What 40 years as a pastor have taught me: Hugs are OK (part III)
This may seem to be a strange follow up to the first two posts in this “What I have learned” series, which were about Ideals and Reality and Knowledge, but this lesson has been every bit as important to my growth as the others (which I found much more naturally inclined to pursue).
I will never be a “touchy-feely” person. I mean that description in all of the best ways. But, it will never be who I am.
There were very few “huggers” in the world I grew up in, although several older female family members were big on hugs. For some reason I was always uncomfortable with even those hugs.
Now, try to imagine my chagrin when the person with whom I was leading during the embryonic days of New Covenant began to greet me each time he walked into my house (or met me anywhere else) with a big hug. He (Jim) was big and tall; I was short. He was more emotive, in addition to being incredibly smart and gifted; I was cool. I wanted to run! I was by nature, and then by Bible College and Seminary training, a “do not touch” person and pastor. Other than the occasional hand shake I did not touch, let alone hug anyone but my wife and my children—and certainly not another man. And, truth be told, at that time in life, I did not hug my wife or my children nearly often enough. Since so many good things were happening in our new joint search for God and for a way to be genuinely a community where God could be present and bless, I “endured” Jim’s hugs, and I “suffered in silence.”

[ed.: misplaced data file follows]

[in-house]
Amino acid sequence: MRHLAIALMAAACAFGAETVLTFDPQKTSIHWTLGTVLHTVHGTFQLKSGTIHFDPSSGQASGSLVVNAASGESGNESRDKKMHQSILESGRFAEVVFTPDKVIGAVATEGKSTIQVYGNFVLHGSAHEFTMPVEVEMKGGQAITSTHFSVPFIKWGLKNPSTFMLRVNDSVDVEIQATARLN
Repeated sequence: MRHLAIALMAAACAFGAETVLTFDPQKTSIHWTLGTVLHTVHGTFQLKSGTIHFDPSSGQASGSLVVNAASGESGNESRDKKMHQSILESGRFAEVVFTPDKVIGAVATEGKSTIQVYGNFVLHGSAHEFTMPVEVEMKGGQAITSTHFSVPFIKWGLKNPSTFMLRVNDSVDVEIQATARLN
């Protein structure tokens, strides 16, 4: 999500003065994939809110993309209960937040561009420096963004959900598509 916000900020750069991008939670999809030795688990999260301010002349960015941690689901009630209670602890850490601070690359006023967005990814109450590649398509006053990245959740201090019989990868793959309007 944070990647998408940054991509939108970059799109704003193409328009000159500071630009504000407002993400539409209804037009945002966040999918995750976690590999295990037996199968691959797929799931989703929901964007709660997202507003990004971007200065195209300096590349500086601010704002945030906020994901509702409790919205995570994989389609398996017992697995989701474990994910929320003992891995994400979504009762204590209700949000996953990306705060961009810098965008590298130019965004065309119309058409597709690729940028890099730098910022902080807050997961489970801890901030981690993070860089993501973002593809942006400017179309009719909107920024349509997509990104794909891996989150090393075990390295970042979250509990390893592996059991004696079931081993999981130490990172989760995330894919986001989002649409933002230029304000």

How strange to look back now and realize that I owe Jim such a huge debt. (Actually, I owe Jim for many, many other blessings through the years as well.) Most people who know me now think of me as a “hugger.” I am. If you enjoy that part of who I am, you too owe Jim a big debt. (If you do not like that part of who I am, feel free to blame Jim!) Even more amazing, my big, strapping 6’4” son is known all over the world by his friends as one who shows his love and caring by giving a big warm hug. My entire family and the many friends of my family all around the world owe Jim a debt.
Don’t hear me wrongly. I am quite aware that it is important to respect both people’s personal boundaries and also appropriate sexual boundaries in our hugs and touches. I have always attempted to take this reality very seriously—and for good reason. I have seen far too many people, including far too many pastors, fail to do so. And, I have seen the devastating results of these indiscretions in the lives of many people, many relationships, and many churches.
What I am saying is that there is a very blessed way to share the touch of God, as well as the touch of love and caring and joy in community life. Left to my own devices, I would have missed it.
So, let me say for the world to hear: I appreciate and am blessed by each of you who give me a hug, touch my shoulder with caring, or lay hands on me and pray for me to be blessed. And, along with the many other things I thank God for blessing my life with through Jim, I thank both God and Jim for teaching me that “Hugs are OK!”
As always, if you have any thoughts, comments, or questions about this post, or if there is another topic you would like me to explore in a future post, please leave a comment. I always enjoy your questions and thoughts. / Ron